There is a point in the latest Indiana Jones movie where Indiana Jones and ex-girlfriend Marion Ravenwood are sinking in quick sand and are shouting for companions Mutt Williams and Professor Oxley to help them get out of the sinking sand. This shouting takes place despite the fact that they are in the midst of trying to escape from their Russian captors. While they manage to survive the jungle death trap, they fall right back into the hands of their Russian captors for the third time (out of four total) in the movie, and this is barely passed the one hour point!
It was at this point that my enjoyment for the fourth Indiana Jones movie (subtitled the Kingdom of the Crystal Skull) was doing something that Dr. Jones himself was having trouble doing; escaping.
We pick up in 1957; 19 years after Indiana Jones embarked on The Last Crusade. Indiana Jones is “recruited” by Russian spies to break into a secret American warehouse (one that should appear familiar to most Indy fans) to find a mysterious mummy that Indy helped recover 10 years prior. After a heroic escape, Indiana Jones is accused of being a Communist and is about to lose his job at the university.
Indy is informed by Mutt Williams that Indy’s old friend Professor Oxley and Mutt’s mother Marion have been kidnapped by the Russians in a plot involving the search for a crystal skull linked to Mayan legend. With Mutt at his side, Indy embarks on a journey to find the crystal skull and rescue his friends before the Russians are able to use the skull to unlock a mystical power that will help tip the balance of the Cold War in their favor.
First off, I’m a huge Indiana Jones fan. I’ve grown up with Indiana Jones, have made a couple Indiana Jones videos as projects for school and have my own fedora. For me Raiders of the Lost Ark remains a classic masterpiece with excellent writing, direction, music and acting. It’s almost perfect in every way. Indiana Jones and the Temple of Doom while not as good as the original is still able to hold its own and is by no means bad. And The Last Crusade is an absolute delight, not only for the story and adventure themselves but also for the wonderful interactions between Harrison Ford and Sean Connery as father and son. When rumors started circulating several years ago about a fourth installment, I remained skeptical given the amount of time that had passed since The Last Crusade. Harrison Ford was, by no means, young anymore.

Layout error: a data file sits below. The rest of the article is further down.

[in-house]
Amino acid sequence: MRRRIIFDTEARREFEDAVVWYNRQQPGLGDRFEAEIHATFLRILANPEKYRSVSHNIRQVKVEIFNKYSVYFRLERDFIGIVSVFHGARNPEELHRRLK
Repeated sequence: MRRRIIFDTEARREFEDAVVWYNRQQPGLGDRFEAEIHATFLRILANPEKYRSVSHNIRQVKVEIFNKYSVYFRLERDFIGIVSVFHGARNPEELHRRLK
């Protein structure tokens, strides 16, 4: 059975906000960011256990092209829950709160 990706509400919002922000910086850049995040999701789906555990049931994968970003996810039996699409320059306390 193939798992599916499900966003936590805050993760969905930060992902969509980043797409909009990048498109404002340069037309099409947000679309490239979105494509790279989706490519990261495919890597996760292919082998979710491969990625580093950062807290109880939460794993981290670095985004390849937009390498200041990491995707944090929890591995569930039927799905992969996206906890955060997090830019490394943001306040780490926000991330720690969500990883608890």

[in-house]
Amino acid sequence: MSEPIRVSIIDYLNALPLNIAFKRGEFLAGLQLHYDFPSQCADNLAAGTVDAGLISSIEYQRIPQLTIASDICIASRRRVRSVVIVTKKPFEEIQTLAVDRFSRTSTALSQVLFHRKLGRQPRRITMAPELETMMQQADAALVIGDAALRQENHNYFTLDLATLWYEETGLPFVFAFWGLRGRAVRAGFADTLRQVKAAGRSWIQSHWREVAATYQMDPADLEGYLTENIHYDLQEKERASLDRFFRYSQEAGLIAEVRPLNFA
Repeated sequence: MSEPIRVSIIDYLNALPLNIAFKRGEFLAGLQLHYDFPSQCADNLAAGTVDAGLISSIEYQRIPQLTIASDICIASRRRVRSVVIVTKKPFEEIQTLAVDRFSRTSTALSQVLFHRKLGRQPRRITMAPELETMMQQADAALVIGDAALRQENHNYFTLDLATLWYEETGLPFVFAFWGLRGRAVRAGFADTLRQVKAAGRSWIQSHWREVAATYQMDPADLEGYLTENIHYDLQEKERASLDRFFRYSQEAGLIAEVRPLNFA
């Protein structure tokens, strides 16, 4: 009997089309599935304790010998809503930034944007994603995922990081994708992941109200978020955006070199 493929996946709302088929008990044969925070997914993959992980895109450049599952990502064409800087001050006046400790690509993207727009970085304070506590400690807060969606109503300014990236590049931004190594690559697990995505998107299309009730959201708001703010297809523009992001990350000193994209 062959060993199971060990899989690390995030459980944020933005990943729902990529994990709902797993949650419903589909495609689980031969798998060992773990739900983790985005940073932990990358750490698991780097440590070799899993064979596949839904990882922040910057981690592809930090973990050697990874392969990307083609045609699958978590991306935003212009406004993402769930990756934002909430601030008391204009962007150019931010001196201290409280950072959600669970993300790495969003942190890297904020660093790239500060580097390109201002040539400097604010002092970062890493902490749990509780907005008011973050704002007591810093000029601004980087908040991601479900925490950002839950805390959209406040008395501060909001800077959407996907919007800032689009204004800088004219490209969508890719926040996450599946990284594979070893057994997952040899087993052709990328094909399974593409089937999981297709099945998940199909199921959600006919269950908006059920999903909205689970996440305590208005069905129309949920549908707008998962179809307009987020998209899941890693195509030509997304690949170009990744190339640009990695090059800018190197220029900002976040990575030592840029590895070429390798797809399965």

However, Harrison Ford remains the movie’s strongest element. Not only does Harrison Ford easily slip back into the role of Indiana Jones and is an absolute delight to watch, he is also believable in the action sequences. Mr. Ford is 65 looking like he’s only 55! It is probably the strongest performance from Harrison Ford, that I can recall, in years. He looks like he is having a blast and is still able to kick butt and take numbers as he goes along. Considering whether or not Harrison Ford could still play Indiana Jones believably was one of my gravest concerns, my concerns were laid quickly to rest.
Surprisingly, Shia LaBeouf is able to hold himself well against Ford. While he seems a bit awkward in his opening scenes and, at times, seems to try too hard to act “tough”, he plays the rebellious 50’s greaser quite well. However, I still don’t quite buy the young Mr. LaBeouf being able to sustain his own spin-off from the franchise as it appears to be what they are attempting to setup.
The first half of the movie is pretty decent. While it drags a little, it manages to establish the plot quite well. The opening chase and shootout in the warehouse is done very well, and together with the bike chase a few minutes later, these two sequences make the film’s finest moments. The bike chase through the university campus is done quite well and effectively mixes humor and action, including a moment I found especially amusing as a throwback to The Last Crusade; at a particular moment, while Mutt is amused by a certain incident, Indy is not, giving Mutt a scornful scowl, reminding quite a lot of the looks that Connery often gave Ford in The Last Crusade.
The humor is ramped up throughout and I found it to be quite effective, from the brawl in the 50’s café, to the bike chase, to the aforementioned quicksand scene which (while not logical) is still quite amusing to watch unfold.
Now to get to the major weaknesses of the movie.
What was so good about the action in the first half of the movie was that it was done practically. One of the great strengths about the Indiana Jones movies is that all the action was done with the actors themselves or stuntmen. You felt the thrill of someone performing the stunts and actually doing what was seen onscreen. Unfortunately, much of the action in the last half, including the jungle chase, relies too heavily on CG. In Raiders of the Lost Ark, Harrison Ford was actually being dragged by a truck after passing underneath it! What made it so fun and so thrilling is that it happened and that there was risk and thrill involved. That’s what made it so thrilling. In the jungle chase, all the thrills are gone because there’s no sense of danger because you know the actors are standing in front of a green screen. And unfortunately, given Steven Spielberg’s statements that there would be very little done in the way of CGI, the amount that is done is rather disappointing.